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Photo of Second Circuit Holds that Internal Complaints Suffice Under the FLSA’s Anti-Retaliation Provision

Second Circuit Holds that Internal Complaints Suffice Under the FLSA’s Anti-Retaliation Provision

Employers' Advisor Blog Archives
April 22, 2015

In a unanimous decision, the Second Circuit ruled on April 20 that internal complaints to an employer are protected from retaliation under the Fair Labor Standards Act (FLSA). Employers within the Second Circuit — New York, Vermont, and Connecticut — now face greater exposure for retaliation claims under the FLSA when an employee makes an internal complaint.

The FLSA provides that an employer cannot retaliate against an employee for making “any complaint” about a wage and hour issue under the FLSA. The U.S. Supreme Court’s 2011 ruling in Kasten v. Saint-Gobain Performance Plastics Corp. made clear that “any complaint” under the FLSA’s anti-retaliation provision included oral complaints. But the Second Circuit was the lone circuit court holding that internal complaints were not protected — an issue that the Supreme Court did not reach in Kasten.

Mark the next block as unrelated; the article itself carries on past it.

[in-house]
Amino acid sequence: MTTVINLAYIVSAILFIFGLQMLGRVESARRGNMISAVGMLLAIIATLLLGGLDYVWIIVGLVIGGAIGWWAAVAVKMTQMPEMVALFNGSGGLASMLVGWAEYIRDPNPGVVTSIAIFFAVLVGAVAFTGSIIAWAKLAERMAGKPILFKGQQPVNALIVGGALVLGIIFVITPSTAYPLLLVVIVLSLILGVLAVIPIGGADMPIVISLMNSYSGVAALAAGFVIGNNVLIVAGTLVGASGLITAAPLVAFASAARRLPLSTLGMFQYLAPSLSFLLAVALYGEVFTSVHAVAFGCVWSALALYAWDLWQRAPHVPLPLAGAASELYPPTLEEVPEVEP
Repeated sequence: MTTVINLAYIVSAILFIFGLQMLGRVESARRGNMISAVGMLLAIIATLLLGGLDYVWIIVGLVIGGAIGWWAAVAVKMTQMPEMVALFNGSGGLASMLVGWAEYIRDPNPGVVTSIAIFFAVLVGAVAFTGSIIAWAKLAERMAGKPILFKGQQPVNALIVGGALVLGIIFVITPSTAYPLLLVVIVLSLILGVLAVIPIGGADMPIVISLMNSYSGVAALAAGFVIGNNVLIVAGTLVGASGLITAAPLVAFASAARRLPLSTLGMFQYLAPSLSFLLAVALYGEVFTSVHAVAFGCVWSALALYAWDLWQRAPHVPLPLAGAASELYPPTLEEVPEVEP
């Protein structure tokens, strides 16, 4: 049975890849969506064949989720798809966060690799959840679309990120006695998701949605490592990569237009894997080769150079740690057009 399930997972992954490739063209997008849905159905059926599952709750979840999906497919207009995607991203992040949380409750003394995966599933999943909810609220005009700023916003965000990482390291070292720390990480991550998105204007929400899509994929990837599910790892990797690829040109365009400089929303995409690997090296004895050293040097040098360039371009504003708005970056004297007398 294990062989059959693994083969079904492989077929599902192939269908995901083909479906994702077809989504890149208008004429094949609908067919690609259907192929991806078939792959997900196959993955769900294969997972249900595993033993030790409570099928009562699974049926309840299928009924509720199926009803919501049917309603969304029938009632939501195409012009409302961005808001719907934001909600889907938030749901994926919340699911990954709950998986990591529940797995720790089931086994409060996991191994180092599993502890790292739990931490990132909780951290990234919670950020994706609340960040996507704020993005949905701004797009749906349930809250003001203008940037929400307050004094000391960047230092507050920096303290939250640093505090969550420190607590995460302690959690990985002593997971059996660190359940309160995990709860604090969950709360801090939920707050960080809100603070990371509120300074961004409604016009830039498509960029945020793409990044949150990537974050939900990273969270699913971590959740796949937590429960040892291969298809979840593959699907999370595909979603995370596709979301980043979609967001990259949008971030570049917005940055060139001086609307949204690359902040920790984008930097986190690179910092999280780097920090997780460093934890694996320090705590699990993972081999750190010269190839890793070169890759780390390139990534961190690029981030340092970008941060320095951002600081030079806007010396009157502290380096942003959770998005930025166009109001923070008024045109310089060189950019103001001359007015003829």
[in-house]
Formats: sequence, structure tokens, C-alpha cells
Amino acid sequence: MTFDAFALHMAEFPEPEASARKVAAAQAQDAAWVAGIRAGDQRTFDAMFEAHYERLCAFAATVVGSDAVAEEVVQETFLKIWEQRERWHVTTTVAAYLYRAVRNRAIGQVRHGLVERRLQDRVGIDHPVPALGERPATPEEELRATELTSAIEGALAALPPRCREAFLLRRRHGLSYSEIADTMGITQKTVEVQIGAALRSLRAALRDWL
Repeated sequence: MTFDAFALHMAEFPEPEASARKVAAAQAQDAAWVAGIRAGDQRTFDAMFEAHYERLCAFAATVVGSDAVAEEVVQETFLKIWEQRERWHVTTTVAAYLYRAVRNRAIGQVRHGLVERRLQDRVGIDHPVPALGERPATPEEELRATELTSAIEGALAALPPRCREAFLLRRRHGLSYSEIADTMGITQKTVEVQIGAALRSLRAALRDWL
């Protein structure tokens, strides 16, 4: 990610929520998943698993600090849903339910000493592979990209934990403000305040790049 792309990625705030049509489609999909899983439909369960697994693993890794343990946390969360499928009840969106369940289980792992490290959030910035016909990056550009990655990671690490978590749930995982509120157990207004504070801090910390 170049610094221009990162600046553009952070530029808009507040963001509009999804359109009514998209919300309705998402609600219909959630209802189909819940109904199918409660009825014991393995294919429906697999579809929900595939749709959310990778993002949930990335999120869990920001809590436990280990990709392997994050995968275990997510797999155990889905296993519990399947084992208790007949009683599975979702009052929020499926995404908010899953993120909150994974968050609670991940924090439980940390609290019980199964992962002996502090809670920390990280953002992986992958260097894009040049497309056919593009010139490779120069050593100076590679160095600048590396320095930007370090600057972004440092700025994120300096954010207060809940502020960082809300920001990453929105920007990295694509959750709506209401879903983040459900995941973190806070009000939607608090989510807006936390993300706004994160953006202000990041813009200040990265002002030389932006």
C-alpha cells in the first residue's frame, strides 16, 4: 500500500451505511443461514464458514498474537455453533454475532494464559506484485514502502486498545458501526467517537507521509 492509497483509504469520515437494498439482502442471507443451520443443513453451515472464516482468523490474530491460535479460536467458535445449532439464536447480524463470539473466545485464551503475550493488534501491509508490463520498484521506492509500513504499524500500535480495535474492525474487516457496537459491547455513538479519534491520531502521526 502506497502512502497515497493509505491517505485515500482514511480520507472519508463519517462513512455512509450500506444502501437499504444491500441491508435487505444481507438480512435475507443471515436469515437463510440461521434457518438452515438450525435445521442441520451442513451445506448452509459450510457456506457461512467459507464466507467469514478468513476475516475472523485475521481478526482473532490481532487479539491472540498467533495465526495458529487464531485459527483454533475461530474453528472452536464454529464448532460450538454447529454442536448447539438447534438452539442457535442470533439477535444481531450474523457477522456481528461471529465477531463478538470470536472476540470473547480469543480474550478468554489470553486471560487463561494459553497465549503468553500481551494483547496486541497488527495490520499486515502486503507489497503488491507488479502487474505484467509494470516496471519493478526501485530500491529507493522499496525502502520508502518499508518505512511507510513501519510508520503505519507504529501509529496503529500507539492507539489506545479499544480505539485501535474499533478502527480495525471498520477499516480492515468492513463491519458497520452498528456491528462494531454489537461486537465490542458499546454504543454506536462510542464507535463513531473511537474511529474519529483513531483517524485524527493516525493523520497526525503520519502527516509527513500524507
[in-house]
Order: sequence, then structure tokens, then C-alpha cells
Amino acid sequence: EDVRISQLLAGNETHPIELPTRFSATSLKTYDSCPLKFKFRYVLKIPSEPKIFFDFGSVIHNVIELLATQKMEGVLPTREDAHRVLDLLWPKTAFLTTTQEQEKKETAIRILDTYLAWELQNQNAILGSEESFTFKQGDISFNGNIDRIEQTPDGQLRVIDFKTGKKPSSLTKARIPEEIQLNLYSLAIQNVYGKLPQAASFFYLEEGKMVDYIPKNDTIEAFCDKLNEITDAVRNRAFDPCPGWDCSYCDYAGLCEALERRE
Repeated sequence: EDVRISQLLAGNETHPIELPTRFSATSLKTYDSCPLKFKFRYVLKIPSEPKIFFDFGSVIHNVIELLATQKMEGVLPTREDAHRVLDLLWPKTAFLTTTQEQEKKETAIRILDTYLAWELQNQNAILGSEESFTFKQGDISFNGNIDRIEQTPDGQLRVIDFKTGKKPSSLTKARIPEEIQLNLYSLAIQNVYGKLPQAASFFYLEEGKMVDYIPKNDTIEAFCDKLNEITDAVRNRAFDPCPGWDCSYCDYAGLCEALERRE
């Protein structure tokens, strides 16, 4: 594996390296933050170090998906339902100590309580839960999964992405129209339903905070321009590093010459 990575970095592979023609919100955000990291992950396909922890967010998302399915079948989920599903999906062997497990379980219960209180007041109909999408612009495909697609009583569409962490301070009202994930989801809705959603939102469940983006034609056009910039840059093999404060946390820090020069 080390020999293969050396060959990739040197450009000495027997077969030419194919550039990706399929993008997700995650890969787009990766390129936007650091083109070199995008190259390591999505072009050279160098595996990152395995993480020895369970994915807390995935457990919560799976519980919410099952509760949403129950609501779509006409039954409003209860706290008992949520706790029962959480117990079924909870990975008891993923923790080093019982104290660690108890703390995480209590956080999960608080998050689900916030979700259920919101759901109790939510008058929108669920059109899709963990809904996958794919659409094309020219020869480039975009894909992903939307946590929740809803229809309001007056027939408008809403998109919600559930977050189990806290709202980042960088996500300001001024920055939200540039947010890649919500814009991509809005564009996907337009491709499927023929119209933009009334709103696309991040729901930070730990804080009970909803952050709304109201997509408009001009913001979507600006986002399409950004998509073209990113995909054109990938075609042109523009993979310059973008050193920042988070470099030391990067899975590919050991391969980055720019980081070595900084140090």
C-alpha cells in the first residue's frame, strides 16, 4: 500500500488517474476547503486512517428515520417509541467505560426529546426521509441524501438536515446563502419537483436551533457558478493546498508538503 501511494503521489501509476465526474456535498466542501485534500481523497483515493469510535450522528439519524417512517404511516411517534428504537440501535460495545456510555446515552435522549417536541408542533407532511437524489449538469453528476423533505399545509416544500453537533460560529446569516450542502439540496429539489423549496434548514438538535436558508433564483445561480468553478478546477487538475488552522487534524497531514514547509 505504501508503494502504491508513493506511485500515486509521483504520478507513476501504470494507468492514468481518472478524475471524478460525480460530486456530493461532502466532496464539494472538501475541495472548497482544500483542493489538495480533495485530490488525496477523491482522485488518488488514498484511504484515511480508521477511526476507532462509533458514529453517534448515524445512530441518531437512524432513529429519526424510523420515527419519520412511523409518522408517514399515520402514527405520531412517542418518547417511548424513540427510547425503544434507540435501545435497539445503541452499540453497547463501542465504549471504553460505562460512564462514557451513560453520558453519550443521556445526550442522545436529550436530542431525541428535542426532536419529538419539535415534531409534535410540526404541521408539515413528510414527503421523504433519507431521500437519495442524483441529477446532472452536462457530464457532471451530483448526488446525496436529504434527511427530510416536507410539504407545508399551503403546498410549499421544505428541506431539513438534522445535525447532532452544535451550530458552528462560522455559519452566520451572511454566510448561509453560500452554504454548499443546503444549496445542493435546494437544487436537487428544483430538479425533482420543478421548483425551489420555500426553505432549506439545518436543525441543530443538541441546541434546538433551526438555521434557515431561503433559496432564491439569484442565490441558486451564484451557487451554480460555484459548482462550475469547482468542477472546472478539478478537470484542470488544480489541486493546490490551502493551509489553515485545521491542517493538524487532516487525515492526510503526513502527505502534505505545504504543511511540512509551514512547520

Darnell Greathouse, a security guard, claimed that his supervisor at JHS Security Inc. retaliated against him after he complained internally about the nonpayment of his wages. While Greathouse prevailed on his wage claims, the district court, citing Second Circuit precedent, rejected his retaliation claim because he failed to formally notify the Department of Labor or an external agency.

In Greathouse v. JHS Security Inc., the Second Circuit reversed on the FLSA retaliation claim, finding that the Supreme Court’s opinion in Kasten had “cast doubt” on the validity of its earlier decisions requiring a written complaint filed with a government agency. According to the Second Circuit:

An employee may premise a FLSA retaliation claim “on an oral complaint made to an employer, so long as – pursuant to Kasten – the complaint is ‘sufficiently clear and detailed for a reasonable employer to understand it, in light of both content and context, as an assertion of rights protected by the statute and a call for their protection.’”

Best Practices Following Greathouse

Greathouse expands FLSA anti-retaliation provision to cover internal complaints. Many states, including New York, have long provided broad protection for internal complaints and even complaints to some third parties, such as labor unions. The potential for increased liability under the FLSA serves as an important reminder that employers should:

  1. Update retaliation policies and complaint procedures;
  2. Train supervisors and managers how to spot complaints;
  3. Investigate and take remedial steps to address any issues;
  4. Protect the complaining party from retaliation; and
  5. Consult with legal counsel as necessary.